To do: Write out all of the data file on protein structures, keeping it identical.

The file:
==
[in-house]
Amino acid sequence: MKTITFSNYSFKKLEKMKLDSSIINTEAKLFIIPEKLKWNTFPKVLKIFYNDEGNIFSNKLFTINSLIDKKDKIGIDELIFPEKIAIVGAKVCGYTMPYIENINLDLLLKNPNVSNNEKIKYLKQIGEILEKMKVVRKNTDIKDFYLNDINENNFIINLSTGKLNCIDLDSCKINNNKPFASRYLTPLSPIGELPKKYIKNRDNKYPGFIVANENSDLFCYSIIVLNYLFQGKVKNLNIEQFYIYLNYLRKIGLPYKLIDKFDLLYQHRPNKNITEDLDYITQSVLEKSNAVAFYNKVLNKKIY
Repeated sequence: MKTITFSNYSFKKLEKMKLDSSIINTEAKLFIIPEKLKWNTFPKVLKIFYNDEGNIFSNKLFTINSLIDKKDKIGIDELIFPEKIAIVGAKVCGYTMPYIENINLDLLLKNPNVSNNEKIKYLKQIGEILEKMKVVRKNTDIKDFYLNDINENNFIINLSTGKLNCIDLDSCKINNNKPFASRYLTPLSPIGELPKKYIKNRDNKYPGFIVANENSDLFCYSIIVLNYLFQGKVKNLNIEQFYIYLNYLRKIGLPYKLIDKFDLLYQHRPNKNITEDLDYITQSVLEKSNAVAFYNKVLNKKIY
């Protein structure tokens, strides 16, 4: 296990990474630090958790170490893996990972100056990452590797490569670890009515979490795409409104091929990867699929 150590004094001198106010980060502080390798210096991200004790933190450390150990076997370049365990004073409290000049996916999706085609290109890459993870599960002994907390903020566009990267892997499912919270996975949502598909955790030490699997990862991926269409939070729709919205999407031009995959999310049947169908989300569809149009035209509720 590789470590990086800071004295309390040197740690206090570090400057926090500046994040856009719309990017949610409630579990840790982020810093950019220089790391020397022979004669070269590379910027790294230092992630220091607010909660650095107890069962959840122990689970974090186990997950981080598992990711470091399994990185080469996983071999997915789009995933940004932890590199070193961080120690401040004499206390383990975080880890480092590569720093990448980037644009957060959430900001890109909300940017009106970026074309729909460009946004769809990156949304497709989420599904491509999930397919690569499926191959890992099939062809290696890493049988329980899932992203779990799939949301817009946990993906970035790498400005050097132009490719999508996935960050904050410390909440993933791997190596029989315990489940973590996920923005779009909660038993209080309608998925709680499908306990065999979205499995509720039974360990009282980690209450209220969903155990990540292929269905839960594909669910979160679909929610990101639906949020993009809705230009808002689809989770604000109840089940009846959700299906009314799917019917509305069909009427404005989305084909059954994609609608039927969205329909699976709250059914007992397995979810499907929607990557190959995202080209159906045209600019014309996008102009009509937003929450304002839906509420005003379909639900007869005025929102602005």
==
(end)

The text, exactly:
[in-house]
Amino acid sequence: MKTITFSNYSFKKLEKMKLDSSIINTEAKLFIIPEKLKWNTFPKVLKIFYNDEGNIFSNKLFTINSLIDKKDKIGIDELIFPEKIAIVGAKVCGYTMPYIENINLDLLLKNPNVSNNEKIKYLKQIGEILEKMKVVRKNTDIKDFYLNDINENNFIINLSTGKLNCIDLDSCKINNNKPFASRYLTPLSPIGELPKKYIKNRDNKYPGFIVANENSDLFCYSIIVLNYLFQGKVKNLNIEQFYIYLNYLRKIGLPYKLIDKFDLLYQHRPNKNITEDLDYITQSVLEKSNAVAFYNKVLNKKIY
Repeated sequence: MKTITFSNYSFKKLEKMKLDSSIINTEAKLFIIPEKLKWNTFPKVLKIFYNDEGNIFSNKLFTINSLIDKKDKIGIDELIFPEKIAIVGAKVCGYTMPYIENINLDLLLKNPNVSNNEKIKYLKQIGEILEKMKVVRKNTDIKDFYLNDINENNFIINLSTGKLNCIDLDSCKINNNKPFASRYLTPLSPIGELPKKYIKNRDNKYPGFIVANENSDLFCYSIIVLNYLFQGKVKNLNIEQFYIYLNYLRKIGLPYKLIDKFDLLYQHRPNKNITEDLDYITQSVLEKSNAVAFYNKVLNKKIY
């Protein structure tokens, strides 16, 4: 296990990474630090958790170490893996990972100056990452590797490569670890009515979490795409409104091929990867699929 150590004094001198106010980060502080390798210096991200004790933190450390150990076997370049365990004073409290000049996916999706085609290109890459993870599960002994907390903020566009990267892997499912919270996975949502598909955790030490699997990862991926269409939070729709919205999407031009995959999310049947169908989300569809149009035209509720 590789470590990086800071004295309390040197740690206090570090400057926090500046994040856009719309990017949610409630579990840790982020810093950019220089790391020397022979004669070269590379910027790294230092992630220091607010909660650095107890069962959840122990689970974090186990997950981080598992990711470091399994990185080469996983071999997915789009995933940004932890590199070193961080120690401040004499206390383990975080880890480092590569720093990448980037644009957060959430900001890109909300940017009106970026074309729909460009946004769809990156949304497709989420599904491509999930397919690569499926191959890992099939062809290696890493049988329980899932992203779990799939949301817009946990993906970035790498400005050097132009490719999508996935960050904050410390909440993933791997190596029989315990489940973590996920923005779009909660038993209080309608998925709680499908306990065999979205499995509720039974360990009282980690209450209220969903155990990540292929269905839960594909669910979160679909929610990101639906949020993009809705230009808002689809989770604000109840089940009846959700299906009314799917019917509305069909009427404005989305084909059954994609609608039927969205329909699976709250059914007992397995979810499907929607990557190959995202080209159906045209600019014309996008102009009509937003929450304002839906509420005003379909639900007869005025929102602005």